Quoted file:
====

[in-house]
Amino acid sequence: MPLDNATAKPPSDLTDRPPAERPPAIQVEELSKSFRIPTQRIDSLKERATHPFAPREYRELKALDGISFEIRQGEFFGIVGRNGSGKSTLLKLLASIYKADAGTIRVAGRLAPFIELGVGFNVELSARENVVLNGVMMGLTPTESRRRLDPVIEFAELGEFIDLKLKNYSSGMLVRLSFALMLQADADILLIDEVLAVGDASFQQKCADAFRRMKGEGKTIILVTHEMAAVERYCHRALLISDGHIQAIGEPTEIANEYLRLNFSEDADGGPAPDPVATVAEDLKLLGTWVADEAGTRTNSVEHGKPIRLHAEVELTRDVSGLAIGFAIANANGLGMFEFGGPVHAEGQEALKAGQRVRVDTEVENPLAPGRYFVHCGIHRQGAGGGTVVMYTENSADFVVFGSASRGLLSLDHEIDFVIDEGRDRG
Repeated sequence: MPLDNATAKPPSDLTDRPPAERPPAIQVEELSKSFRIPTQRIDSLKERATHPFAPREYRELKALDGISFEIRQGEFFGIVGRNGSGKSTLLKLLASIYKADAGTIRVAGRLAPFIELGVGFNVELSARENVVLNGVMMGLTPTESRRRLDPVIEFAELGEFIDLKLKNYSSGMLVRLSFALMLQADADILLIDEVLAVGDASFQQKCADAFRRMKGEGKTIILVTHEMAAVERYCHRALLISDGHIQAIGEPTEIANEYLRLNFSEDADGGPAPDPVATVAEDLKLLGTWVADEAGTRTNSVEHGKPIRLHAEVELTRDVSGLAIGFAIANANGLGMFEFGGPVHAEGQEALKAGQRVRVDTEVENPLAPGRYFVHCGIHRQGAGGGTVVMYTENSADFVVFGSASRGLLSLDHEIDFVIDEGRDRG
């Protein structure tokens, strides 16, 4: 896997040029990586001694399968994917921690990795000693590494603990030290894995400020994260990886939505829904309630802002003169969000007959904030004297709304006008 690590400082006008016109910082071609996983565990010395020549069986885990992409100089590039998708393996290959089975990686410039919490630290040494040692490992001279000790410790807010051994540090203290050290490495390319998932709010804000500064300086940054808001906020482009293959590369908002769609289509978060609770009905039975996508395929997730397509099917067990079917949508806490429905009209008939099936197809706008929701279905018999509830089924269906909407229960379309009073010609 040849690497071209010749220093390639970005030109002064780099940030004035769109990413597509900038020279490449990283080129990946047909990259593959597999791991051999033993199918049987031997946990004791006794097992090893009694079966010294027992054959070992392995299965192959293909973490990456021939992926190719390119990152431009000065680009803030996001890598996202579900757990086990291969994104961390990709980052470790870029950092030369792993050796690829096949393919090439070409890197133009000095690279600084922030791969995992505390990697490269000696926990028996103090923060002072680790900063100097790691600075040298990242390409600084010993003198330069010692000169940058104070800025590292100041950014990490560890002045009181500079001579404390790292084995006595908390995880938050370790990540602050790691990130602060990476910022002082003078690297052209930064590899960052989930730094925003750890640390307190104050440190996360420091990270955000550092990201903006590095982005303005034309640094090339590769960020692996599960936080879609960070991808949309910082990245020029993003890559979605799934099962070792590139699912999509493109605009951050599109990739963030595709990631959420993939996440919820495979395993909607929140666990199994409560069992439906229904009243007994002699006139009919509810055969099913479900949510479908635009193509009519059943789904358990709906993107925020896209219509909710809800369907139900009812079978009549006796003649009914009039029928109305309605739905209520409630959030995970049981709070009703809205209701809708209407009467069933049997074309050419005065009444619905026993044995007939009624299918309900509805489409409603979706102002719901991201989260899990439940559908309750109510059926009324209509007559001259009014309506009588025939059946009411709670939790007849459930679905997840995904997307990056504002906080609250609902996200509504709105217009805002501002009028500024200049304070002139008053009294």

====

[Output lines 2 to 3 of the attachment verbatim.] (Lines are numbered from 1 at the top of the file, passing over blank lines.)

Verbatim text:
Amino acid sequence: MPLDNATAKPPSDLTDRPPAERPPAIQVEELSKSFRIPTQRIDSLKERATHPFAPREYRELKALDGISFEIRQGEFFGIVGRNGSGKSTLLKLLASIYKADAGTIRVAGRLAPFIELGVGFNVELSARENVVLNGVMMGLTPTESRRRLDPVIEFAELGEFIDLKLKNYSSGMLVRLSFALMLQADADILLIDEVLAVGDASFQQKCADAFRRMKGEGKTIILVTHEMAAVERYCHRALLISDGHIQAIGEPTEIANEYLRLNFSEDADGGPAPDPVATVAEDLKLLGTWVADEAGTRTNSVEHGKPIRLHAEVELTRDVSGLAIGFAIANANGLGMFEFGGPVHAEGQEALKAGQRVRVDTEVENPLAPGRYFVHCGIHRQGAGGGTVVMYTENSADFVVFGSASRGLLSLDHEIDFVIDEGRDRG
Repeated sequence: MPLDNATAKPPSDLTDRPPAERPPAIQVEELSKSFRIPTQRIDSLKERATHPFAPREYRELKALDGISFEIRQGEFFGIVGRNGSGKSTLLKLLASIYKADAGTIRVAGRLAPFIELGVGFNVELSARENVVLNGVMMGLTPTESRRRLDPVIEFAELGEFIDLKLKNYSSGMLVRLSFALMLQADADILLIDEVLAVGDASFQQKCADAFRRMKGEGKTIILVTHEMAAVERYCHRALLISDGHIQAIGEPTEIANEYLRLNFSEDADGGPAPDPVATVAEDLKLLGTWVADEAGTRTNSVEHGKPIRLHAEVELTRDVSGLAIGFAIANANGLGMFEFGGPVHAEGQEALKAGQRVRVDTEVENPLAPGRYFVHCGIHRQGAGGGTVVMYTENSADFVVFGSASRGLLSLDHEIDFVIDEGRDRG